4.3. Estimation Results of the Model with Covariates
, respectively, be the covariate vector for respondent
and the corresponding parameter vector to be estimated. To investigate how covariates influence the probability of stating ‘yes’ to an offered bid, we estimate the model with covariates, where
in Equation (1) is simply replaced with
. The socio-economic variables used for the covariates and their sample statistics are described in Table 3
. For example, 50% of the participants were male, and the average household income was KRW 4.33 million (USD 3910) per household per month.
contains the results from estimating the OOHB DC spike model including some socio-economic variables. In this model, we can compute the spike as
is the vector of the mean values given in Table 3
is the vector of the coefficient estimates presented in Table 4
. The spike is calculated as 0.5143, which is same to the value in Table 2
(0.5134). The mean WTP as a premium for using an induction cooktop rather than a gas stove is calculated to be KRW 203 (USD 0.18) per cubic meter of residential gas. This value is also close to that in Table 2
(KRW 207). Adding covariates to the model does not significantly change the estimates for the spike and mean WTP.
The estimates of the coefficients for gender, family, education, and income variables all have statistical meaningfulness at the 5% level and are negative, negative, positive, and positive. Female respondents have a higher probability of answering ‘yes’ to a bid than male respondents. Respondents whose household size is smaller have a higher tendency to report ‘yes’ to an offered bid than others. More educated respondents are more likely to say ‘yes’ to a given bid than others. Household income has a positive relation to the probability of stating ‘yes’ to a presented bid.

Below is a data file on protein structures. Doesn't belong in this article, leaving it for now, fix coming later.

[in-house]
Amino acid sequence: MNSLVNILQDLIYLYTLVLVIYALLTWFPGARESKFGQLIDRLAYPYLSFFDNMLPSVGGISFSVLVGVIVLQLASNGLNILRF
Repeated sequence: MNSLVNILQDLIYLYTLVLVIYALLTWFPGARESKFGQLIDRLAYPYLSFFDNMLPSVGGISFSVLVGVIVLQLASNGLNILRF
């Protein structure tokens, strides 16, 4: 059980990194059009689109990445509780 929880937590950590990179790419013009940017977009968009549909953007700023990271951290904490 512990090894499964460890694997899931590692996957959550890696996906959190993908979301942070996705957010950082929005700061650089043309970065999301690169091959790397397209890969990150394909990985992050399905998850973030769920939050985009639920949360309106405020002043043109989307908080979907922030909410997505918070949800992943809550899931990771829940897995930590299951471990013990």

4.4. Discussion of the Results
No assessment of the convenience and safety benefits of using an induction cooktop rather than a gas stove has been reported in the literature. Thus, it seems that the issue is not an important research topic in most countries. In Korea, however, information about the convenience and safety benefits of using an induction cooktop rather than a gas stove is needed. As explained above, the use of induction cooktops is expanding quickly in Korea since many people have become interested in their convenience and safety features. Consequently, uncovering the convenience and safety benefits to consumers of using an induction cooktop instead of a gas stove is meaningful for Korea.
Before we expand the sample results to the whole population, it is necessary to examine whether the sample represents the national population well. In this regard, from Statistics Korea we founded three socio-economic variables through which we can compare the characteristics for the sample with those for the population. They are the household’s monthly income, the size of the household, and the ratio of female respondents. At the time of survey, the values were KRW 4.37 million, 3.17 persons, and 49.9%, respectively. Our sample averages are KRW 4.33 million, 3.31 persons, and 50.0%. The former values are not significantly different from the latter values. In addition, with the help of the trained interviewers who were affiliated with a professional survey firm, almost 100 percent of the interviewed households answered to all questions in the CV survey.